Pick a Pocket Or Two: A History of British Musical Theatre by Ethan Mordden

Few write as engagingly and knowledgeably about the American musical theater as Ethan Mordden, so it makes sense that he would turn his talents to the British musical theater. Mordden is skilled both at pronouncing major themes (for example, broadly speaking, the American musical is about ambition and the British musical is about social order) and showering the reader with detail, whether it be how much Andrew Lloyd Webber loathed the New York production of Jesus Christ Superstar or how Paul Scofield, not yet acclaimed for playing King Lear or winning an Oscar for his performance as Sir Thomas More in A Man for All Seasons, stole the show in Expresso Bongo, a 1958 musical in which he played the manager to a pop idol named Bongo Herbert. Mordden is especially good on Noël Coward and at digging into why Coward’s musicals were never quite as good as his plays.

The book concludes with a wonderful discography that shows Mordden at his obsessive best. Who knew, for instance, that there is a cast album of the Canadian production of Sunset Boulevard featuring Diahann Carroll? Well, now you know!

Once More to the Sky: The Rebuilding of the World Trade Center by Scott Raab and Joe Woolhead

When Scott Raab set out to chronicle the construction of One World Trade Center, or Freedom Tower, for Esquire, nothing was certain about the project. After 10 years, $4 billion, and enough setbacks to deter Odysseus, the project was finished, but not before Raab and photographer Joe Woolhead had managed to tell the extraordinary and moving tale of what it took to build what is, after all, an office building over a graveyard. The book and its photos are a singular kind of time capsule, and revelatory to those who now see One World Trade Center as the place where Condé Nast, its poshest tenant, is trying to cut back its lease.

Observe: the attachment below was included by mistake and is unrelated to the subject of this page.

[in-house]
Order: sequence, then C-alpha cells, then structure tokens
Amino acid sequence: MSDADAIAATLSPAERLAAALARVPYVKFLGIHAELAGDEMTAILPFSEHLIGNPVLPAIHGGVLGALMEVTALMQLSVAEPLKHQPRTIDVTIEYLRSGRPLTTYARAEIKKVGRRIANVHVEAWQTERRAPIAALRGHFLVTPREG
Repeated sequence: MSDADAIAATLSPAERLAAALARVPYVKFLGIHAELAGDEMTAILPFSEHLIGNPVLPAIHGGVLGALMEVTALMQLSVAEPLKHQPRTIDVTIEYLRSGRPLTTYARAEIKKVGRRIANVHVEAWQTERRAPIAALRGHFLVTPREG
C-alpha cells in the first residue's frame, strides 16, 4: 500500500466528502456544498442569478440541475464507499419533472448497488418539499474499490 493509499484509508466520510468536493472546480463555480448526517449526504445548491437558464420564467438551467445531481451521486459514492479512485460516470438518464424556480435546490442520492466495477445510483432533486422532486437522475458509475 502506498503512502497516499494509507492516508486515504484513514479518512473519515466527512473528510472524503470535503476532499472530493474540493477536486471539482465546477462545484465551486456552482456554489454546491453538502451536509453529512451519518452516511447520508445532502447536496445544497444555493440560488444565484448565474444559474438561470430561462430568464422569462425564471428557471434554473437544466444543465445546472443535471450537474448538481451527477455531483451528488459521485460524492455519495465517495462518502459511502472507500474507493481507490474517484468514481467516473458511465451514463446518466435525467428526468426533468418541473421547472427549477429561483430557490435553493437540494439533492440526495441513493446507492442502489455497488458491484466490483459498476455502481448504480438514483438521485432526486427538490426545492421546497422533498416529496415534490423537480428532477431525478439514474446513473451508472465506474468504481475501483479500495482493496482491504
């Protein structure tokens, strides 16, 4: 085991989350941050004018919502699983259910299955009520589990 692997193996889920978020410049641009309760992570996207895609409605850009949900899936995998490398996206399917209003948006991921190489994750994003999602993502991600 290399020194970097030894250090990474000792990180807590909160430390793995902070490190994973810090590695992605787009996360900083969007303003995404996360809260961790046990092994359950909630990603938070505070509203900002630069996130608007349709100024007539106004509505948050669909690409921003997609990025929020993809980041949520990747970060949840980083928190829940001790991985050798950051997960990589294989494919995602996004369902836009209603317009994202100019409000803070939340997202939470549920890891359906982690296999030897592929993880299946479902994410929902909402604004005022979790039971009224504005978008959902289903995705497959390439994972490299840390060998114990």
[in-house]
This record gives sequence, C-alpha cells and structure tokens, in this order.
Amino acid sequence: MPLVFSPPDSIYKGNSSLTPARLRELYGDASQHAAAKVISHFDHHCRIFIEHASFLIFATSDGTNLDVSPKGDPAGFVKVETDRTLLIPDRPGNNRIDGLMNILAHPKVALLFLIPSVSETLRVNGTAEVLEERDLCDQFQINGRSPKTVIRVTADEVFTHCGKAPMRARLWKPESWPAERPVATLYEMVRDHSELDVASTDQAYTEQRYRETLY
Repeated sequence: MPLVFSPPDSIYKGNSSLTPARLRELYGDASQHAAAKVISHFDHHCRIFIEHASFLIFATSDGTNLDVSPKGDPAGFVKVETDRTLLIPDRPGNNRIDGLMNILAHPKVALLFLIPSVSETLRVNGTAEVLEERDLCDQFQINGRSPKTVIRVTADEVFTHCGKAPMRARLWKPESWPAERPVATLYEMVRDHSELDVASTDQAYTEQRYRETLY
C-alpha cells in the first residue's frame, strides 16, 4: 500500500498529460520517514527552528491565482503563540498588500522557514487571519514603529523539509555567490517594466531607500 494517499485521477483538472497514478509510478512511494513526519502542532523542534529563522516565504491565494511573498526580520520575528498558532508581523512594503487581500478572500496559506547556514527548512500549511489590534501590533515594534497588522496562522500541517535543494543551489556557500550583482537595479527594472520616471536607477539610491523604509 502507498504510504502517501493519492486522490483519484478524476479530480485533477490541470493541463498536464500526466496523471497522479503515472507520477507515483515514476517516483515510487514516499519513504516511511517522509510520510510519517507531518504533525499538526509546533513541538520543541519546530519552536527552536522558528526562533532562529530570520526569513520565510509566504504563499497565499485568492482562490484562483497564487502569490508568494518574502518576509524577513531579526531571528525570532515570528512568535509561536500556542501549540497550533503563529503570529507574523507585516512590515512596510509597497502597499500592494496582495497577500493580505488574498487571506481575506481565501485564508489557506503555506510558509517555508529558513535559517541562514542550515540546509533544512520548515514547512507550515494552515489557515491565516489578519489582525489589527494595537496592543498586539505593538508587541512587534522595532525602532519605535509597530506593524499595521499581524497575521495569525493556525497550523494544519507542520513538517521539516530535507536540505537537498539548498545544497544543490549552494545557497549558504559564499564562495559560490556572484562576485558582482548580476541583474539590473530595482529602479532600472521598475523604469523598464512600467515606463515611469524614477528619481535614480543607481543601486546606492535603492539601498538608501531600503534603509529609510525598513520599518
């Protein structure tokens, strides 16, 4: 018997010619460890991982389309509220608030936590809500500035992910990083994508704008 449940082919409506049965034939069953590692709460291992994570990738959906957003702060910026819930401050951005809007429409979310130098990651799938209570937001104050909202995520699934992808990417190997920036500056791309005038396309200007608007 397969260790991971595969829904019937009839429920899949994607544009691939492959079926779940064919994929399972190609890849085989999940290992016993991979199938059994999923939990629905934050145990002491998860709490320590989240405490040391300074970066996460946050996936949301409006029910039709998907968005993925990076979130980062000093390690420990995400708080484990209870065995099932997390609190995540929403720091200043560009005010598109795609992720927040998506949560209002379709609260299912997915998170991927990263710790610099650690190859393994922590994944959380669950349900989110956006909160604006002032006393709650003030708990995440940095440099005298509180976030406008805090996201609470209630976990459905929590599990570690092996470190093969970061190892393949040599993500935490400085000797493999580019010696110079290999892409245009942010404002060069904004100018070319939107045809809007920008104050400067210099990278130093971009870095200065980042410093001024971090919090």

The Brilliant Abyss: Exploring the Majestic Hidden Life of the Deep Ocean, and the Looming Threat That Imperils It by Helen Scales

Unlike some books, this one has a subtitle that accurately describes what is between its covers. A marine biologist, Scales writes beautifully of the ocean floor (they are “not simply endless, flat tracts of mud. They are intersected by undulating hills and winding valleys, burping mud volcanoes and fizzing Jacuzzis of methane bubbles … ”) while at the same time instilling rage for the damage wrought by deep-sea fishing and mining. If we do not take action now, Scales argues, we will destroy our waters just as surely as we are destroying our air. It is the author’s gift to leave us both enthralled and angry, but angered to action and not to despair.